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Growth Prospects for Small, Medium-sized Enterprises in Europe Called 'Encouraging'

This year is likely to mark a turning point for the small and medium-sized enterprises (SMEs) in the European Union, with total employment expected to increase by 0.3 percent and value-added by 1 percent as compared to 2012. Preliminary forecasts expect the positive developments further accelerating in 2014. After five years of an uncertain economic environment, 2013 is expected to be the first year since 2008 with a combined increase in aggregated employment and value-added of the EU’s SMEs.

These promising projections are backed up by other positive signals. Over the last three years, an increasing number of EU member states have seen their small business sectors returning to an expansion of employment and value-added, or at least a petering out of the decline.

European Commission Vice President Antonio Tajani, responsible for industry and entrepreneurship, said: “Our initiatives to help SMEs to make it through difficult times have paid off. After five years of sluggish development, I am glad to see that SMEs are about to grow again. They are also starting to recruit more staff. Moreover, our indicators make it clear, that SMEs can grow further in 2014. SMEs are the lifeblood of our economy as they are now dragging us out of the most severe crisis of EU economy in the past 50 years."

Remarkable resilience of SMEs

Viewed against the unparalleled depth and complexity of the crisis, such a turn-around would be remarkable testimony to the resilience of the EU SMEs. In 2012 alone SMEs suffered a loss of jobs in the order of 610,000 jobs or a 0.7-percent decrease compared to 2011. Moreover, SMEs’ contribution to GDP declined by 1.3 percent from €3.44 trillion in 2011 to €3.39 trillion in 2012. A further consequence of the crisis was that the distribution of losses in employment and value added was very unevenly distributed among the member states.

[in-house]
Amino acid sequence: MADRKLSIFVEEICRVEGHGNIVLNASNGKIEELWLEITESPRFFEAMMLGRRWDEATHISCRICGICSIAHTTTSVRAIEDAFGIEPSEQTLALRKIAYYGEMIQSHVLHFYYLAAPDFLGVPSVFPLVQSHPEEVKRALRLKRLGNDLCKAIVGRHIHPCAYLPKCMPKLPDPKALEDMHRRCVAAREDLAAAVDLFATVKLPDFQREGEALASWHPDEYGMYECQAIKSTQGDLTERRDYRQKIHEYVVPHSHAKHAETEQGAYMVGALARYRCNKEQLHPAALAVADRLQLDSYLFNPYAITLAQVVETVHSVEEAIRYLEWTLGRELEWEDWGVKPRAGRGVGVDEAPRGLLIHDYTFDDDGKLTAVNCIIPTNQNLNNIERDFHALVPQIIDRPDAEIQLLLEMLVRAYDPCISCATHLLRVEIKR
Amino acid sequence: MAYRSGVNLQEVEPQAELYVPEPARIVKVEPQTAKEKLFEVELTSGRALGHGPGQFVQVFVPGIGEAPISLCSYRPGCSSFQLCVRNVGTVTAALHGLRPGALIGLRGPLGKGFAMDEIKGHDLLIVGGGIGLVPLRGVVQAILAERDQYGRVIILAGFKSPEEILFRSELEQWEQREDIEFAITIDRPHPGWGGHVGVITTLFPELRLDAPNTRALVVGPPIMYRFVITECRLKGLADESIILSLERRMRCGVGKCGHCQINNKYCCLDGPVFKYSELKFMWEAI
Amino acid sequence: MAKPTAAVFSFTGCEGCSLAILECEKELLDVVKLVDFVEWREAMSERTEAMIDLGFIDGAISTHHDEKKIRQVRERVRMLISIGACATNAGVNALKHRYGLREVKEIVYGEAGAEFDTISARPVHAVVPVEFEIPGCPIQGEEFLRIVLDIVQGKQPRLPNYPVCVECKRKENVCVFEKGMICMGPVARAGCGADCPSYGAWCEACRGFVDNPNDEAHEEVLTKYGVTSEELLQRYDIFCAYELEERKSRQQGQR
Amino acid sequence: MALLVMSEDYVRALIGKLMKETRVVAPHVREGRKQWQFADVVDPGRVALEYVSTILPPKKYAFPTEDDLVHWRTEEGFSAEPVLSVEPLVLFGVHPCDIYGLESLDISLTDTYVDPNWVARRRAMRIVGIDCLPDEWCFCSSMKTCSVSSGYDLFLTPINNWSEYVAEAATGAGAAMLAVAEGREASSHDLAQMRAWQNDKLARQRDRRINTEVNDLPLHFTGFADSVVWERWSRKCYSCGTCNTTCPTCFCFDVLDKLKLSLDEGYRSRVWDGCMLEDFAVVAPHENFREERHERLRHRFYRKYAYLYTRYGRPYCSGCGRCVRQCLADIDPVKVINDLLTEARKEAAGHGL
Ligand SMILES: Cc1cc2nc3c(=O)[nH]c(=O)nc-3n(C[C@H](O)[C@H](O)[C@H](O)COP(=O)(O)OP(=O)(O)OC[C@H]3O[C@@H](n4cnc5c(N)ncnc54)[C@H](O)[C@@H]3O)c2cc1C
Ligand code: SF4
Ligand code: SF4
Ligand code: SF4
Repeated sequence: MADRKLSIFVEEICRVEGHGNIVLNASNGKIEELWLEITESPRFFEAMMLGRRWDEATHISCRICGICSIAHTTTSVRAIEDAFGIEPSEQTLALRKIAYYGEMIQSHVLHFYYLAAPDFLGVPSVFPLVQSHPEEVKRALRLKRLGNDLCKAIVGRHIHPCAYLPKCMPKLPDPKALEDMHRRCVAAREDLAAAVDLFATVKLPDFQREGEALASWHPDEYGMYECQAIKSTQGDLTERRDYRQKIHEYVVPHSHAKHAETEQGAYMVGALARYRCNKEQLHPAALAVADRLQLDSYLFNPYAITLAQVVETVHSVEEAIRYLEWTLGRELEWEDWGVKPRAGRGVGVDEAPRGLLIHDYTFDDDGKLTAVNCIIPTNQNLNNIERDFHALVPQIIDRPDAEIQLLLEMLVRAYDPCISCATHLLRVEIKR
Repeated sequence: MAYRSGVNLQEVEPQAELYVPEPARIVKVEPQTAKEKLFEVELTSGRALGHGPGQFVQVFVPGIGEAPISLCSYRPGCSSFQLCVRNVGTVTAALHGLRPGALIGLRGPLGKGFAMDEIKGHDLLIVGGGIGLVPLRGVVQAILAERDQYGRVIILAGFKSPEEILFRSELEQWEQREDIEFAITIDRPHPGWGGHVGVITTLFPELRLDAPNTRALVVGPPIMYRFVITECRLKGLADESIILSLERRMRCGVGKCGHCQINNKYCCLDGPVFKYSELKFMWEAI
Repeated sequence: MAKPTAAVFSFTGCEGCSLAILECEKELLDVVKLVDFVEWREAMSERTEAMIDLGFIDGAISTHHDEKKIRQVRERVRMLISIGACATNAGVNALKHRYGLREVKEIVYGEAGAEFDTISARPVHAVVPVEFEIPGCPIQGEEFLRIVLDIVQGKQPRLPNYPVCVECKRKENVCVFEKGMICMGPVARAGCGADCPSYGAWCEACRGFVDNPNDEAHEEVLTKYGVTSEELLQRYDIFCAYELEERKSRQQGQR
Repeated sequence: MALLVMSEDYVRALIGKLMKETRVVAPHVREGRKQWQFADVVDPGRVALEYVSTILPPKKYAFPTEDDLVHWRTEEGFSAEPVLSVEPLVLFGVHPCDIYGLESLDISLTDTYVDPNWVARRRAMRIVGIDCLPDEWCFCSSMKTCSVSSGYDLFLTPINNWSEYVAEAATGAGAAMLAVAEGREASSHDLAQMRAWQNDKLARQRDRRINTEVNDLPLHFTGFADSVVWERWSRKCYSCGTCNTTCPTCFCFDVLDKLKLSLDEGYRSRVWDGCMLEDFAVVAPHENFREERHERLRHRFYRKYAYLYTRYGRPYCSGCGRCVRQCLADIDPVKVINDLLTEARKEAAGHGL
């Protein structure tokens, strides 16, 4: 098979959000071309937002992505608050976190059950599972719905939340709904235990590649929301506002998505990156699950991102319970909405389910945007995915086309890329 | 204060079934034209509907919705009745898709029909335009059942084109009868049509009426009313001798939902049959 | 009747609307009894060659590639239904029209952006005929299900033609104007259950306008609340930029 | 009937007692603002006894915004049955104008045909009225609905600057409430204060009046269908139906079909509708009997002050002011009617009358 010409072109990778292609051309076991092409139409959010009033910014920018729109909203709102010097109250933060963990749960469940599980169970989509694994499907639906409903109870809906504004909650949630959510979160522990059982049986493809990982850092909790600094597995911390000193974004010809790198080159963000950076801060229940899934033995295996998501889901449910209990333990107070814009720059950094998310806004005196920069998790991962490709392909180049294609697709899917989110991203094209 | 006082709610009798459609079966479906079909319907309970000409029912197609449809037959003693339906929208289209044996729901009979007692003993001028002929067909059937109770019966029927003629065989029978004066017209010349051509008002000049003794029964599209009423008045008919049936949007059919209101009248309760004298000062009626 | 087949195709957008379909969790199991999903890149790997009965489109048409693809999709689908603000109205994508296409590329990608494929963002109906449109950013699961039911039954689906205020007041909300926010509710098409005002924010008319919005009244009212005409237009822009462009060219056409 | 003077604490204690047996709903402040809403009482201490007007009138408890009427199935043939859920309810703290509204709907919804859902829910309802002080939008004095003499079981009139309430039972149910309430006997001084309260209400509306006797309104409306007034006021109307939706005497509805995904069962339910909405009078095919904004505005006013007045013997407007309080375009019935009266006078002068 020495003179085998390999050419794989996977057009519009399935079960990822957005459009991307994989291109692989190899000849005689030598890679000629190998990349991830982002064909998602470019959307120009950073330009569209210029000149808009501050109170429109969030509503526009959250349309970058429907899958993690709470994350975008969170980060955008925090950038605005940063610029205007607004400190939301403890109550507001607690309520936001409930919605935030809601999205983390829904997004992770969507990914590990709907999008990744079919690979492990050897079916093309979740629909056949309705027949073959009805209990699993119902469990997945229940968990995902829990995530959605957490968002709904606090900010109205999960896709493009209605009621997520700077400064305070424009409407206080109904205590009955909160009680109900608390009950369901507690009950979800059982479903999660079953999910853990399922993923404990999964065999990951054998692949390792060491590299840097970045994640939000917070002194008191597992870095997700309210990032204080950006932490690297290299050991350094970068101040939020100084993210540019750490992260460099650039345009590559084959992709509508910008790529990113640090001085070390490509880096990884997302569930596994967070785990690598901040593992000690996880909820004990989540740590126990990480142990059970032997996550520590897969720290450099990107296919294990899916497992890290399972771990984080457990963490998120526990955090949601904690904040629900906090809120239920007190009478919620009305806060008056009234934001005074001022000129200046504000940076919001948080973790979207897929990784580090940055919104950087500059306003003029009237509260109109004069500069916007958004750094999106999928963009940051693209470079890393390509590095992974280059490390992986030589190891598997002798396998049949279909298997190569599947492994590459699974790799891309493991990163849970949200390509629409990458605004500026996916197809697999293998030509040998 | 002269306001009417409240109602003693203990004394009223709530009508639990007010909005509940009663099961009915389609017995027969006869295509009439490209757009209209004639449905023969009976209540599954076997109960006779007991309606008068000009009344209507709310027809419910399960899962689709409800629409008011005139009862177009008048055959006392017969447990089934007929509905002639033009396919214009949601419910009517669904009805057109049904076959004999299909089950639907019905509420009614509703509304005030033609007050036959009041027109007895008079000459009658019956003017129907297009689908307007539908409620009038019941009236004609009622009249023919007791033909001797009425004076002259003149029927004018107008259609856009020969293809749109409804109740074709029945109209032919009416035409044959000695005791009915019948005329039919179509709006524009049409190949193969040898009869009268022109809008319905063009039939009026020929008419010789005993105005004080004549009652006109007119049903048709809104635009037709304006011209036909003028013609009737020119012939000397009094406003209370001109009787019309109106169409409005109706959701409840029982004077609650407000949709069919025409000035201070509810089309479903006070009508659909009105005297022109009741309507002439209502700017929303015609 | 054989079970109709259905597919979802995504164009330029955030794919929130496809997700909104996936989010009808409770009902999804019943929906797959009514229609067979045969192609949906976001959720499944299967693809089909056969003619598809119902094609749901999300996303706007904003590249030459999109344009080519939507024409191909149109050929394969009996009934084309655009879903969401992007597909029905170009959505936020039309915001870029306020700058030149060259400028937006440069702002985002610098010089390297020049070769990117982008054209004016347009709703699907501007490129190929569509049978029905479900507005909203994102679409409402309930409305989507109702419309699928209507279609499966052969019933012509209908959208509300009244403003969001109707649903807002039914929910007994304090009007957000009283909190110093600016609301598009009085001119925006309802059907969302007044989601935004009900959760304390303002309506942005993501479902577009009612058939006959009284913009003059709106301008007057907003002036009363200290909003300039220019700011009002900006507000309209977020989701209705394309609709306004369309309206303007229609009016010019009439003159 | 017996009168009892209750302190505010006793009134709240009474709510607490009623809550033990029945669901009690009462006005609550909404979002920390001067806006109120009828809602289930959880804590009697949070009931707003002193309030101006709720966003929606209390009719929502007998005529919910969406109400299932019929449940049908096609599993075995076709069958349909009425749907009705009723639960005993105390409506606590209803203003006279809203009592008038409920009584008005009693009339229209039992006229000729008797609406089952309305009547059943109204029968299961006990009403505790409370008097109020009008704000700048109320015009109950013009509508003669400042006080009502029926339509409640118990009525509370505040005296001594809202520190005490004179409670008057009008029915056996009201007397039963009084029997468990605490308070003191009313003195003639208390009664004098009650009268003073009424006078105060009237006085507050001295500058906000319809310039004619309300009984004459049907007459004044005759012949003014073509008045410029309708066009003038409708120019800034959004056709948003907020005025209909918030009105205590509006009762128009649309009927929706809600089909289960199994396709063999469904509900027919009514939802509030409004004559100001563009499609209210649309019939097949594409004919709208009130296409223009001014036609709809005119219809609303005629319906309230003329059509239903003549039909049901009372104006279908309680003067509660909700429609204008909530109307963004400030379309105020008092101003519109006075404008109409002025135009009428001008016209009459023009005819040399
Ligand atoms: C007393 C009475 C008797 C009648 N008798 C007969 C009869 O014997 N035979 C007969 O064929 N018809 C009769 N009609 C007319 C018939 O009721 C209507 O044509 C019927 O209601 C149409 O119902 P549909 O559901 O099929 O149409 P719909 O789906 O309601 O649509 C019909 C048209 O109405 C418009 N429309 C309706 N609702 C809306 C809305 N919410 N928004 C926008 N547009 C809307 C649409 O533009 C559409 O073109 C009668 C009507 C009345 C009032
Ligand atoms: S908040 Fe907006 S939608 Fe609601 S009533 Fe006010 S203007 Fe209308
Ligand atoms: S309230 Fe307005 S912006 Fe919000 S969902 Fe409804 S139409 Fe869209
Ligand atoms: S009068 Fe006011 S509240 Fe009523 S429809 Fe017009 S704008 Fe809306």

About half of the 27 EU members created new employment in 2012, adding roughly 0.5 million net jobs to the employment stock in their respective sectors. The losses of jobs in SMEs are heavily concentrated in the more vulnerable states still affected by the sovereign debt crisis. However, even in their case the decline has slowed down significantly, indicating that the small businesses are bottoming out. 

European SMEs were significantly more resilient than large enterprises at the beginning of the crisis, i.e., in the period 2008-2011. However, as the crisis wore on SMEs were slower to recover than larger firms. The difference in performance of SMEs and large enterprises over the entire period of the crisis reflects the weakness in domestic demand, which is a key market driver for SMEs, while large enterprises benefited from a better export performance.

Source: Hanovercomms

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